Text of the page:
Several years ago when restorers finished cleaning Michelangelo's Sistine Chapel frescos, the paintings seemed to come alive, sporting vibrant colors that for years had been muted by dust and pollution. Art experts were astounded to see what Michelangelo had originally created.
In this issue of CT, a team of scholars, preachers, and writers has undertaken a similar task with one of the best known of Jesus' parables: the Prodigal Son. Because evangelicals have sometimes been accused of spending more time arguing over the role of Scripture than actually reading Scripture, we have chosen to delve deeply into a single text: Luke 15:11-32. By approaching Jesus' parable from different angles, we hope to rediscover its many brilliant facets.
According to biblical scholar Kenneth Bailey, a seasoned expert on Middle Eastern culture, familiarity with the parable has dulled our perceptions and made us draw the wrong lessons from it (see "The Pursuing Father," p. 34). He knocks loose the cultural accretions that distort the parable's original jarring message. He notes that his Muslim friends object to, and Christians often miss, the profoundly theological and Christological message of the parable.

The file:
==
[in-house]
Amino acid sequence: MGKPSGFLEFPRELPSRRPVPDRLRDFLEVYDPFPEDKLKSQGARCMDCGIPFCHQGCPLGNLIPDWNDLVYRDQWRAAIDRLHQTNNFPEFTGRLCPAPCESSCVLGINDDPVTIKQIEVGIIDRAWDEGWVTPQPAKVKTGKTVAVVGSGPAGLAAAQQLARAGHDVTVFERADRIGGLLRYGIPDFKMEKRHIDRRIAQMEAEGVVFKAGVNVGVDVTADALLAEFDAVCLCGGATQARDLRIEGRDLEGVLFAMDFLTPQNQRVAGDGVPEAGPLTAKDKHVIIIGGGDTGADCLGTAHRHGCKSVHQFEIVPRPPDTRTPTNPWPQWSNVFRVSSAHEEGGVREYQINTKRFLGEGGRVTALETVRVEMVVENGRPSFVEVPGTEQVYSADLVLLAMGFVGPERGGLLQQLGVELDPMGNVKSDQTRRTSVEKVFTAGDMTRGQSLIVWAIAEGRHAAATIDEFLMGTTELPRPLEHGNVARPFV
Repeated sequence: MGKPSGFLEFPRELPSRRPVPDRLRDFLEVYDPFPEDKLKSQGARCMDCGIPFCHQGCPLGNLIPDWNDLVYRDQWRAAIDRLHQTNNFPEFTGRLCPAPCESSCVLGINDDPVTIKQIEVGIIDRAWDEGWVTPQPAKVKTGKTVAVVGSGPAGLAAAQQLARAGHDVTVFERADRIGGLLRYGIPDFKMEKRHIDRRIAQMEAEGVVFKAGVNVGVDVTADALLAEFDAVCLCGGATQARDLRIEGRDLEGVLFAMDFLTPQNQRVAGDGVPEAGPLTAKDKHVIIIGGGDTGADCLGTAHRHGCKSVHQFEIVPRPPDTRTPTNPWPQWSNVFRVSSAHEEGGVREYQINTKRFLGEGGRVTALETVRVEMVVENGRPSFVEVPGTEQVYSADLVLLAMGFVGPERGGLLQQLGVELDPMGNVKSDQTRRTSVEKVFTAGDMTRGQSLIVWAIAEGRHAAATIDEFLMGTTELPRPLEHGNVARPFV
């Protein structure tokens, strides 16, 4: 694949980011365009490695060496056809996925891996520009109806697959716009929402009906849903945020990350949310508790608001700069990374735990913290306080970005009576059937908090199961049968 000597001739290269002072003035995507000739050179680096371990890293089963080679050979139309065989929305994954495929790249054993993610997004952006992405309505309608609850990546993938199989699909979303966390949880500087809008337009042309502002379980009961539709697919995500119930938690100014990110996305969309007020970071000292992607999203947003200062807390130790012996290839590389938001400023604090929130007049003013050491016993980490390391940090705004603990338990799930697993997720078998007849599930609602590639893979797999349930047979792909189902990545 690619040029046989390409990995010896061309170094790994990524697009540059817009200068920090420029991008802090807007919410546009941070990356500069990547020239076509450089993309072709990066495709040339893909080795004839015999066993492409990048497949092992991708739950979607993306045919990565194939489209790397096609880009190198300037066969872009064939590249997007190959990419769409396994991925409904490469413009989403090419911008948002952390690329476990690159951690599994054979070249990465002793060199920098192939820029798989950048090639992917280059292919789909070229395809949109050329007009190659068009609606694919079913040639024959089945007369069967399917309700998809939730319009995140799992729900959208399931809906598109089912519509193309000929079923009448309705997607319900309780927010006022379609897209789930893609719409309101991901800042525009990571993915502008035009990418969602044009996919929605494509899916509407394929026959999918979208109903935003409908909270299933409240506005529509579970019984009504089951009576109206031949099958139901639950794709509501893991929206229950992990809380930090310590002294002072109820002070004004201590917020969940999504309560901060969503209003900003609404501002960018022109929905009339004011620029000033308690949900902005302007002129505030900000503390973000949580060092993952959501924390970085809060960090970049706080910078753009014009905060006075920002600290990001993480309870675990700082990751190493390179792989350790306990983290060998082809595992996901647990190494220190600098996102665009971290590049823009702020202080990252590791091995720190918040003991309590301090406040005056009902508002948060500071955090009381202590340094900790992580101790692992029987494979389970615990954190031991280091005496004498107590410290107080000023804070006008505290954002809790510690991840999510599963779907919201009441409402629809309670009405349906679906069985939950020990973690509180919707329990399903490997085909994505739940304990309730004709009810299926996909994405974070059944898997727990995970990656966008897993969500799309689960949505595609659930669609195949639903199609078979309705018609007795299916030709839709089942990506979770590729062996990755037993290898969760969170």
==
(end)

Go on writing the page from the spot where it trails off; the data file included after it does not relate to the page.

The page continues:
Even Rembrandt's portrait of the father's embrace of his lost son can seem dull and clich‚d-until it is paired with the spiritual insights of the late Henri Nouwen, who allows us to see a masterpiece anew (p. 39).
To remind us of the radical implications of the parable, we interviewed Croatian theologian Miroslav Volf on how he found the father's embrace of the Prodigal Son a model for loving his Serbian enemies (p. 65).
Other contributors looked at the parable from other provocative points of view: writer ...1
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